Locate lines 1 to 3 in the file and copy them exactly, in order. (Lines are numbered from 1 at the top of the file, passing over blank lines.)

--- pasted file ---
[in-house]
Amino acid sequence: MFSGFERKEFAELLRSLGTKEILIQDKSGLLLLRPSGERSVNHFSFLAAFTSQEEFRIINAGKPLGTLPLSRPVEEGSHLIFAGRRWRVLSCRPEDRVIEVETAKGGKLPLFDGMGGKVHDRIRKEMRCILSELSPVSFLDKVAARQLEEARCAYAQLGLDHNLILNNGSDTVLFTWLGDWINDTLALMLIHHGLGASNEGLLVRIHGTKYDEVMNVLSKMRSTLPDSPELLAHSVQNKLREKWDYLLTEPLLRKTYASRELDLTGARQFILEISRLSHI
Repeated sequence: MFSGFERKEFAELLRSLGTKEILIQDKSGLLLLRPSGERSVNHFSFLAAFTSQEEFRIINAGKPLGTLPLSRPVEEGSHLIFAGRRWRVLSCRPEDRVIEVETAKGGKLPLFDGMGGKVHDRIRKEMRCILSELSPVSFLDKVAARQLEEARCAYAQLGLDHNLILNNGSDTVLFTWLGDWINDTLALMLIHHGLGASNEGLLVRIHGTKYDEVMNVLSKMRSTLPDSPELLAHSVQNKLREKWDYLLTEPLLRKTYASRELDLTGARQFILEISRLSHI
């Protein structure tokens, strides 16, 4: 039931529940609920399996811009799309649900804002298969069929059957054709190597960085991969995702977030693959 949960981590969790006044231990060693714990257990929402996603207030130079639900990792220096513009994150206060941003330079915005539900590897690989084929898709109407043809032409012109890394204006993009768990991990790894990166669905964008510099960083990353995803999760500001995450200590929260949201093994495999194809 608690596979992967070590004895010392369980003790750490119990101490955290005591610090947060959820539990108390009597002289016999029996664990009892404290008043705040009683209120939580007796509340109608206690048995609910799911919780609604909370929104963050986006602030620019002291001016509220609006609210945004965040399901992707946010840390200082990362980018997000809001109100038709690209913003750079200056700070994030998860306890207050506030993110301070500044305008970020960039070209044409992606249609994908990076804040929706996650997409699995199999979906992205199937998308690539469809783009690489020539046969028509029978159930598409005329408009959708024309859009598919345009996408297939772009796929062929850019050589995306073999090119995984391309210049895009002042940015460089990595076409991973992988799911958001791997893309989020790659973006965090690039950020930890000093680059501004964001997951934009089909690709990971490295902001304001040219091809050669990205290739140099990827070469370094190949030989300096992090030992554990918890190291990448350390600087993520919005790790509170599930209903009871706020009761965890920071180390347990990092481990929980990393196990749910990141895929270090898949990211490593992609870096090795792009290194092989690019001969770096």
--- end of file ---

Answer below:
[in-house]
Amino acid sequence: MFSGFERKEFAELLRSLGTKEILIQDKSGLLLLRPSGERSVNHFSFLAAFTSQEEFRIINAGKPLGTLPLSRPVEEGSHLIFAGRRWRVLSCRPEDRVIEVETAKGGKLPLFDGMGGKVHDRIRKEMRCILSELSPVSFLDKVAARQLEEARCAYAQLGLDHNLILNNGSDTVLFTWLGDWINDTLALMLIHHGLGASNEGLLVRIHGTKYDEVMNVLSKMRSTLPDSPELLAHSVQNKLREKWDYLLTEPLLRKTYASRELDLTGARQFILEISRLSHI
Repeated sequence: MFSGFERKEFAELLRSLGTKEILIQDKSGLLLLRPSGERSVNHFSFLAAFTSQEEFRIINAGKPLGTLPLSRPVEEGSHLIFAGRRWRVLSCRPEDRVIEVETAKGGKLPLFDGMGGKVHDRIRKEMRCILSELSPVSFLDKVAARQLEEARCAYAQLGLDHNLILNNGSDTVLFTWLGDWINDTLALMLIHHGLGASNEGLLVRIHGTKYDEVMNVLSKMRSTLPDSPELLAHSVQNKLREKWDYLLTEPLLRKTYASRELDLTGARQFILEISRLSHI